Learn 6 Ways to Add Color to Metal with Gail Crosman Moore

six ways to color on metal with Gail Crosman Moore paint ink enamel heat colored pencils nail polish

Have you ever met a jewelry designer or other artist whose work is so appealing to you that you love every single thing they create? For me, one of those jewelry artists is Gail Crosman Moore.

Gail’s work features so many of my favorite jewelry-making techniques, including enameling, metal clay, traditional metalwork, felted fibers, lampwork glass, along with a well-placed smattering of seed beads. Most of her pieces are colorful and nature-themed, including flowers, seed pods, bugs, berries, seashells, and creatures from her imagination.

Gail’s work has a romantic, whimsical feel that I love, and I look forward to visiting her space at To Bead True Blue in Tucson each year. I’m determined to get into one of her classes at Bead Fest someday! Meanwhile, I’m so happy to share that we have the next best thing: Gail’s jewelry-making video workshop, Coloring on Metal for Jewelry Makers with Gail Crosman Moore.

In her video tutorial, Gail shares how to do a bunch of fun metal-coloring techniques, including my favorites–enameling and heat patinas (or “flame painting” as I call it)–plus alcohol inks and more, even nail polish!

Here are six of the metal coloring techniques she covers–and four of them are torch-free techniques!

color on metal with alcohol inks 1. Alcohol inks: For a more transparent colored metal look that still shows the metal and any textures or patterns that it might have, alcohol inks are ideal. They couldn’t be easier to use–just dab on and wipe off the high areas, leaving ink in the deeper recesses of the metal’s design to really make it pop.
easily color on metal with nail polish 2. Nail polish: I love this one, because I love using whatever I have around the house in artistic ways. I’ve kept a bottle of black nail polish in my closet for years because it does wonders to touch up a scuffed sole on a black shoe! Gail shows off how to use gorgeous nail polish (can you think of anything that comes in more amazing colors?) to maximum effect decorating your metal jewelry designs, for a cold-enamel look. Pretty much any brand at any price will have good results.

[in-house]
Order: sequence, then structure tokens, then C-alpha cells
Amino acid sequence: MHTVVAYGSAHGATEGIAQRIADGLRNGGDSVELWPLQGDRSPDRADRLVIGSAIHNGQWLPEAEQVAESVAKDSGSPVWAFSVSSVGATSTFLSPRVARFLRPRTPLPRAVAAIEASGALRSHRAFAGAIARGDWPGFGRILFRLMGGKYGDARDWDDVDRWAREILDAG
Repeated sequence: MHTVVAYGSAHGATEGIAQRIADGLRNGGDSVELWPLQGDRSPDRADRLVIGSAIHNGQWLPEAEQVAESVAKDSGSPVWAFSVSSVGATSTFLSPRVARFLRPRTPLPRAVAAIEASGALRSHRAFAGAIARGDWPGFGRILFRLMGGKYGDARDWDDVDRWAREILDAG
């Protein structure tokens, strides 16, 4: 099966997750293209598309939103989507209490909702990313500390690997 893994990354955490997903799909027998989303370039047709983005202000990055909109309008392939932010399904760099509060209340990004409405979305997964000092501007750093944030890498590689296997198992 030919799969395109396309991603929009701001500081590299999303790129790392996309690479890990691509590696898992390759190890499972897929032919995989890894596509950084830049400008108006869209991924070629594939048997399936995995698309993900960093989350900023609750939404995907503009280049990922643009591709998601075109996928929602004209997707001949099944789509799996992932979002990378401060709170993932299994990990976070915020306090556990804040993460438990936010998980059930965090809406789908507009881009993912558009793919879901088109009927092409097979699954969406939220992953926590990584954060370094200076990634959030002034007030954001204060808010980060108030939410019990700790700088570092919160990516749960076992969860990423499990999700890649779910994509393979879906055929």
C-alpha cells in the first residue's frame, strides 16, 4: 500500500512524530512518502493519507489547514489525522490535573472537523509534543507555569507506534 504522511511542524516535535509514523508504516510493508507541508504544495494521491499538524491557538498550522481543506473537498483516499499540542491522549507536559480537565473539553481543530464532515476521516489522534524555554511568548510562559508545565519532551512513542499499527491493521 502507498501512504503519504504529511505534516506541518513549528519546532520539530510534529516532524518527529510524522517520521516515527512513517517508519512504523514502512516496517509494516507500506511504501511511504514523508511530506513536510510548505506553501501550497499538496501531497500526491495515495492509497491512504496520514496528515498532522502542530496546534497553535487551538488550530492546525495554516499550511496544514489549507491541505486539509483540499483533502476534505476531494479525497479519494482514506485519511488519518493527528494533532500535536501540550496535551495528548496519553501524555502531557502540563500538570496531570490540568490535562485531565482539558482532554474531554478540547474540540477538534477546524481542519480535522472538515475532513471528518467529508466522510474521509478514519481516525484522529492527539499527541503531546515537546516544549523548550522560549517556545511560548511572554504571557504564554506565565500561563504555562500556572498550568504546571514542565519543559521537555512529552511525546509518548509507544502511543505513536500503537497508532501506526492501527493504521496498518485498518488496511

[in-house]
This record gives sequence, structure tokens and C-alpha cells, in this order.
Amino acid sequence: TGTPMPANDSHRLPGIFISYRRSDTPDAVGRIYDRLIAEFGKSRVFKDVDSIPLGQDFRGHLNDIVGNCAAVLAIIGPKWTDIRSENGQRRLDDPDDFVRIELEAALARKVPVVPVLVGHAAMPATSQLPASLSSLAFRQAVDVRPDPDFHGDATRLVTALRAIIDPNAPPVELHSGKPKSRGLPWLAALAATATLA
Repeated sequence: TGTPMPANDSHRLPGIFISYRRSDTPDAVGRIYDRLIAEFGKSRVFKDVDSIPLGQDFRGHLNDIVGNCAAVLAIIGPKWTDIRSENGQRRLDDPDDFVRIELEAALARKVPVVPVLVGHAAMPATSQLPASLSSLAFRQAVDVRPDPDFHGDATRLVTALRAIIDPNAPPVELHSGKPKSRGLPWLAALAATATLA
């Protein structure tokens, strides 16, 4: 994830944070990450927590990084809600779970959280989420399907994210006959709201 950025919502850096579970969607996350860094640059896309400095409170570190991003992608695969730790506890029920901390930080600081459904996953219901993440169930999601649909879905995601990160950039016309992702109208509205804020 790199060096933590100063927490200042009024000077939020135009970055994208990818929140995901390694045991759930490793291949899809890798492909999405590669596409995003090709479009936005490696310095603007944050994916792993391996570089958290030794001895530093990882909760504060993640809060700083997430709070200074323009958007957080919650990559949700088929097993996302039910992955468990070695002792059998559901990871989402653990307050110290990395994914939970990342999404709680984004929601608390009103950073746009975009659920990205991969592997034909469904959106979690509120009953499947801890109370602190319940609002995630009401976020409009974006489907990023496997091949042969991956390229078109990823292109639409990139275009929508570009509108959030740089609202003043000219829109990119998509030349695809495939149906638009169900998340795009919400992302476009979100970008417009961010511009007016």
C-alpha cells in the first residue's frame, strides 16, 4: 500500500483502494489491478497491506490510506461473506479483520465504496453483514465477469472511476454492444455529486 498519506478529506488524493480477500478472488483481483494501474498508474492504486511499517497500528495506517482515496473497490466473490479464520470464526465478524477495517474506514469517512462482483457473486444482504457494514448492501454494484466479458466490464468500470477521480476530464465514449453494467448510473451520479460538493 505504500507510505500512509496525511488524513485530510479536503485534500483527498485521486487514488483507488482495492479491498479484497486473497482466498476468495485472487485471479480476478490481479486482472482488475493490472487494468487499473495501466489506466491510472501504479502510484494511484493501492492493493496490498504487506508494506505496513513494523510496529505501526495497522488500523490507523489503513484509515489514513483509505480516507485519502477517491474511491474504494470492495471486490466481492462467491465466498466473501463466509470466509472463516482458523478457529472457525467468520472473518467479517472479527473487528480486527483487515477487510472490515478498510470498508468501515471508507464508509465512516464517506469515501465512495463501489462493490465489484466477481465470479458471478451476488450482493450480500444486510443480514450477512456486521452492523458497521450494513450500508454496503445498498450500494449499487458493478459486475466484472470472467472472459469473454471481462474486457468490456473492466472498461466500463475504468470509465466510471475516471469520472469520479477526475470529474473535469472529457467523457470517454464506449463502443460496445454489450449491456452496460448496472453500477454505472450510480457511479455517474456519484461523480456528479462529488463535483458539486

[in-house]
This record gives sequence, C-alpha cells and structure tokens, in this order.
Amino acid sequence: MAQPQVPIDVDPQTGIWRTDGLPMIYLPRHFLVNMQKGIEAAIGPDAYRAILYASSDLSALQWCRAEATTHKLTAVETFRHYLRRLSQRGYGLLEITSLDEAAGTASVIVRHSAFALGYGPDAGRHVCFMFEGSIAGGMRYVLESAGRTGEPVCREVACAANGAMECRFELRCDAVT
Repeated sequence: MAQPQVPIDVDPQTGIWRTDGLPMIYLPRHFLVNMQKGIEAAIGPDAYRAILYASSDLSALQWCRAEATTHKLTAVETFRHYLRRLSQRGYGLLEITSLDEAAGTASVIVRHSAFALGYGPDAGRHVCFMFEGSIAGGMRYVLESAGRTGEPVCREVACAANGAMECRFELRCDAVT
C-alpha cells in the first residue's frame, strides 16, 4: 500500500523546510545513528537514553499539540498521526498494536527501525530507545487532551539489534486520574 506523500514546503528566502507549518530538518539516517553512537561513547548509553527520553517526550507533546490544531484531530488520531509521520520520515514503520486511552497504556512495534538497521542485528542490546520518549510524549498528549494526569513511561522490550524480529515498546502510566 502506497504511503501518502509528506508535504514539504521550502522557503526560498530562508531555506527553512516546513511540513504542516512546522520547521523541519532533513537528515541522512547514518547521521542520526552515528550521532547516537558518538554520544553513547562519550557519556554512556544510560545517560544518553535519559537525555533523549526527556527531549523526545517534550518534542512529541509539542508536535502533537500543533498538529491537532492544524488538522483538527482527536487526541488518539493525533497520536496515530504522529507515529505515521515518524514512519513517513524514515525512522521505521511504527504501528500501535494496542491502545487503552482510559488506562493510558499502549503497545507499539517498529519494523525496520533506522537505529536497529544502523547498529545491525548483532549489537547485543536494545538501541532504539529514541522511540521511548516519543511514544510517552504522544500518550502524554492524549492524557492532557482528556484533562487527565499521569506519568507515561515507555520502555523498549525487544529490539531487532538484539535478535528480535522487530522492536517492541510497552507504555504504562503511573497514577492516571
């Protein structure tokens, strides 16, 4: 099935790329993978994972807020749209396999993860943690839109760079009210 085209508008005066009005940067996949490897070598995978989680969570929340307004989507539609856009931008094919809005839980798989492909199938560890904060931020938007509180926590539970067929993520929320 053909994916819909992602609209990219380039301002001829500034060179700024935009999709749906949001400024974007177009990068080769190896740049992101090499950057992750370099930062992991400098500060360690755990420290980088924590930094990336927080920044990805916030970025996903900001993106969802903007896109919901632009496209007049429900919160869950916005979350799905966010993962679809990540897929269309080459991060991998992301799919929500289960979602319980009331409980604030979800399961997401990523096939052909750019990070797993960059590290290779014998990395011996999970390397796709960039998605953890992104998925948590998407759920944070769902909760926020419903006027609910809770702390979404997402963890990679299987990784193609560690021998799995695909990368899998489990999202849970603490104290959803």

color on metal with model paints 3. Model paints are another inexpensive, readily available way to color on metal that, like nail polish, is easy to apply, adheres well to metal, and comes in a wide variety of colors. Gail points out that it comes in matte or shiny finish; the shiny will also help you achieve the look of faux or cold enameling, the matte more of a heat patina look.
color on metal with PrismaColor colored pencils 4. PrismaColor colored pencils: After the metal is properly primed, you can use PrismaColor colored pencils (for some reason, that brand is very much recommended; I’ve heard it’s the only one that works on metal) as they are to add colorful designs or use them in conjunction with turpentine to blend and create watercolor-like effects.
create heat patinas on metal 5. Heat patina: I call using a flame on metal to coax out colors “flame painting”–most folks call it heat patina. Either way, it’s incredibly fun and makes me feel like a bit of an alchemist. While there are certain guidelines you can follow to (hopefully) achieve certain colors and effects, it all feels a little bit like wild experimentation or magic to me, and I’m usually so pleasantly surprised with whatever colors I get. If you want to achieve bright, vivid colors, like purples and blues on copper and gorgeous rainbow effects, Gail will help you do that–and she does it with a micro torch!
create color on metal with enamel 6. Enameling: Here it is, another chance for me to say how much I LOVE enameling! I’ve been torch enameling for about six months now and I can’t stop, I do it all the time. If I had a big enough flame, I probably would have enameled some of my furniture by now. Torch enameling in particular is so much fun, because I feel more involved in the process than I do with kiln enameling. I love mixing colors on a single piece of metal, too, and using transparent enamels on brass for a beautiful effect.

If you want to learn more about adding color to metal, don’t miss Gail’s great video workshop. In it she covers all of these ways to add color to your metal jewelry components as well as how to prime and prepare the metal to “give it some tooth” and achieve the best results. Download Gail’s Coloring on Metal for Jewelry Makers hi-def video download to learn more!

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